Last winter I was looking forward to spending winter on an overseas island somewhere to the south. Little did I expect the island to be Portsea Island on the south coast of England in Hampshire. Not quite the tropics, but the best we can do under the circumstances!
Portsea Island is an area of low-lying land with Portsmouth Harbour to the west, and Langstone Harbour and Hayling Island to the east. To the south is the spithead of the Solent with views across to the Isle of Wight. We stayed at Gosport three years ago, but didn’t spend too much time in the Portsmouth area, so it’s a nice change to have somewhere new to explore. We did pop in to Portsmouth Harbour and Gosport for a few days and caught up with fellow Aussies Mike and Nicki from ‘Zen Again’ who we first met on the 2012 Indonesia Rally. I took a ride around Gosport and it hasn’t changed much since we stayed there in 2017.
Our home for winter is the Southsea Marina close to the popular seaside resort town of Southsea located at the south-east of Portsea Island. The marina has a good vibe, friendly people, friendly dogs, and a convenient Indian Restaurant (Bombay Bay) and Marina Bar and Café. A small supermarket is ten-minute walk away next to a fish’n’chip shop, but mostly I ride my bike to the nearest Lidl, Tesco or Aldi to fill up my panniers. The entrance to the marina is barred by a cill gate which is raised and lowered with the action of the tide. We entered on the top of the high tide at 4m which gave us plenty of depth for our 2m draft.
At the south of the island is the Southsea Castle, built during Henry VIII’s time, plus the D-Day Museum and other historic places of interest we’ve yet to visit.
To defend the important Solent and Portsmouth Harbour, forts were constructed around the coastline and on the Isle of Wight, as well as a number of massive sea forts in the Solent. The four sea forts were built between 1865 and 1880 to protect the eastern approaches to Portsmouth Harbour. However, the threat of invasion didn’t eventuate at the time and the forts weren’t engaged in war. But war did eventually come to Portsmouth.
Due to the strong naval presence, between 1940-1944 over 60 air-raids caused widespread damage and killed almost 1000 people. The Solent forts were used to defend the Portsmouth dockyard during this war (and the Great War), sustaining so much damage they were eventually mothballed in 1956. Nowadays two of the forts offer accommodation for guests and something to look at for the beachgoers gazing across the Solent.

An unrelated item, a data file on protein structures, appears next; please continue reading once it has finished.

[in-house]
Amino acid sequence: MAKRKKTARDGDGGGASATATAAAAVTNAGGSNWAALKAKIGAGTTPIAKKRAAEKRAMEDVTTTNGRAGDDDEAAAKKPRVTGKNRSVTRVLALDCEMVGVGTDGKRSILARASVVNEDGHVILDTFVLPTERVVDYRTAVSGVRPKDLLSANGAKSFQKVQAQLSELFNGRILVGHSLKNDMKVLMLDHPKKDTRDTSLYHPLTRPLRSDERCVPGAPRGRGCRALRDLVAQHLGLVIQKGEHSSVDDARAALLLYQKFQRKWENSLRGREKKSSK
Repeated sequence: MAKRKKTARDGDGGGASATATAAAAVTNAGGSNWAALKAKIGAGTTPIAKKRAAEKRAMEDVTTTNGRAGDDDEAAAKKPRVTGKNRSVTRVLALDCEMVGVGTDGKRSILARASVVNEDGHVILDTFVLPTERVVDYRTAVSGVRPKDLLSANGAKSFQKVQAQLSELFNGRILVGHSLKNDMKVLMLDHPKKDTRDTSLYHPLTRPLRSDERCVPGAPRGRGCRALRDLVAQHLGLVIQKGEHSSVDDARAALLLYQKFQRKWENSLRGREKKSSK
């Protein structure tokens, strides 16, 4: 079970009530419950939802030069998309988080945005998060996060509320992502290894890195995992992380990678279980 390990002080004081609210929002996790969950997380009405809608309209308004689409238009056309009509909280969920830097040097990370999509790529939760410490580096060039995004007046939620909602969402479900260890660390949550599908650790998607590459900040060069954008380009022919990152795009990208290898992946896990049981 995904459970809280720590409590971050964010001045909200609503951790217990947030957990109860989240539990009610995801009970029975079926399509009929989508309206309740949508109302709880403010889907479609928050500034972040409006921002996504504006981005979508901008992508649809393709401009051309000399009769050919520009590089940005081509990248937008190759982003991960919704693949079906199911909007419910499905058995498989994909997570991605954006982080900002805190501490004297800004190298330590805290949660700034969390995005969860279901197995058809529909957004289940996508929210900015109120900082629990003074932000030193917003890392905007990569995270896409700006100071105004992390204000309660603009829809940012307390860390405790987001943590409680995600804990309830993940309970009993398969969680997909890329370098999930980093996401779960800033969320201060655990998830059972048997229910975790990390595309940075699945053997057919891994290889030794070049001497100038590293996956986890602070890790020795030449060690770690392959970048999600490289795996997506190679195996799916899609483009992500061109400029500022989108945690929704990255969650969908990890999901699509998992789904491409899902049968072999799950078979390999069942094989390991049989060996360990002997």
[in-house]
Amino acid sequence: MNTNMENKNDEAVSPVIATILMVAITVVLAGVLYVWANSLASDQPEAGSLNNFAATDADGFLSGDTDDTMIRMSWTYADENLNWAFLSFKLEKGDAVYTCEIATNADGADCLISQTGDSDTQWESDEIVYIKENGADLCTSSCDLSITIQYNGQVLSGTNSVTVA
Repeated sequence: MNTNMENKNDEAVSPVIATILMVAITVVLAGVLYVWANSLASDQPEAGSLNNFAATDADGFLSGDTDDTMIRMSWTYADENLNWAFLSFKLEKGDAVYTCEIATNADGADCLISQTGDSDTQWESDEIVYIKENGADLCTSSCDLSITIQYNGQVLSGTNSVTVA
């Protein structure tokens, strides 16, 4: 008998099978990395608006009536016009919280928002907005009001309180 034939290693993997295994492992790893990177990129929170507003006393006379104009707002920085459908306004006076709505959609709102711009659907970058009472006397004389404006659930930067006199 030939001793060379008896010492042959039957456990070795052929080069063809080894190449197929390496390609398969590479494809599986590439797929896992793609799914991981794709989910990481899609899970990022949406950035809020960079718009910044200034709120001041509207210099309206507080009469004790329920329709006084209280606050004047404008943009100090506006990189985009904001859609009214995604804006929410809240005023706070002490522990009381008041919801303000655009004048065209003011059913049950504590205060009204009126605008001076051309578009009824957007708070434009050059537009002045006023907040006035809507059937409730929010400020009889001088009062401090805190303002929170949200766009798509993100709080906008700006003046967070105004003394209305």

From the marina the beachside esplanade is a lovely ride or walk into Portsmouth. Otherwise we can cut through the centre of the island along a good network of cycle paths to admire the beautiful Victorian mansions and terraced houses lining the narrow streets.
To the east of Portsea Island is Langstone Harbour and Hayling Island. A small ferry battles the strong currents ebbing and flooding in and out of Langstone Harbour and carries passengers with their bikes across to Hayling Island. The island offers plenty of walking and cycle tracks. It’s a good 25km ride anticlockwise around Langstone Harbour back to Southsea with the option to stopping at Havant along the way.
Lockdown rules were relaxed over summer and as confirmed cases of COVID have risen sharply in the UK and Europe I expect new rules to be introduced over winter. Already tighter restrictions are in place in a number of regions to the north and around London. But for now, I make sure to take advantage of the daylight hours and fresh air to walk or ride for a couple of hours exercise each day.
As usual at this time of year at 51 degrees north, we’ve set about preparing the boat externally for winter – removing and stowing sails; cleaning dinghy and removing cover for its annual makeover; painting Boracol on the deck to prevent algae growth over winter; flushing the outboard(s) and watermaker; stowing ropes and other topside items; plus many other small jobs. There are also below deck tasks like sorting out cupboards to alleviate condensation; converting the binoculars holder into a spice rack; and dragging out the electric appliances for cooking hearty winter meals. Staying warm, comfortable and dry are the main objectives.
To fill in our days over winter there are the other projects from ‘the list’. This year though we don’t have such an extensive list as last year, but we still need to plan and research the ocean passages coming up next year plus improve our offshore communications and navigation tools and the like.
Wayne is currently engrossed in a commendable project of building a device that will integrate our various gadgets – for a change, a less-physical project that doesn’t entail getting covered in oil and grease!
This weekend the UK clock rolls back from daylight-savings-time and we return to Greenwich Mean Time (GMT). Back in March 2019, the European Parliament voted to stop changing the clocks in the EU. So, in October 2021, EU member states will change clocks for the last time, although I think with all that’s going on at the moment, I don’t believe this change is confirmed. Not sure what the UK plans to do with their time zone and daylight savings, but I expect that’s on the bottom their ‘to do’ list…
So, while we’re so far away from family and friends, we are keeping as busy as possible, focussing on what really matters in life and not worrying about the unimportant stuff.
As Alfred E. Newman says “What, me worry?”.
Stay safe everyone!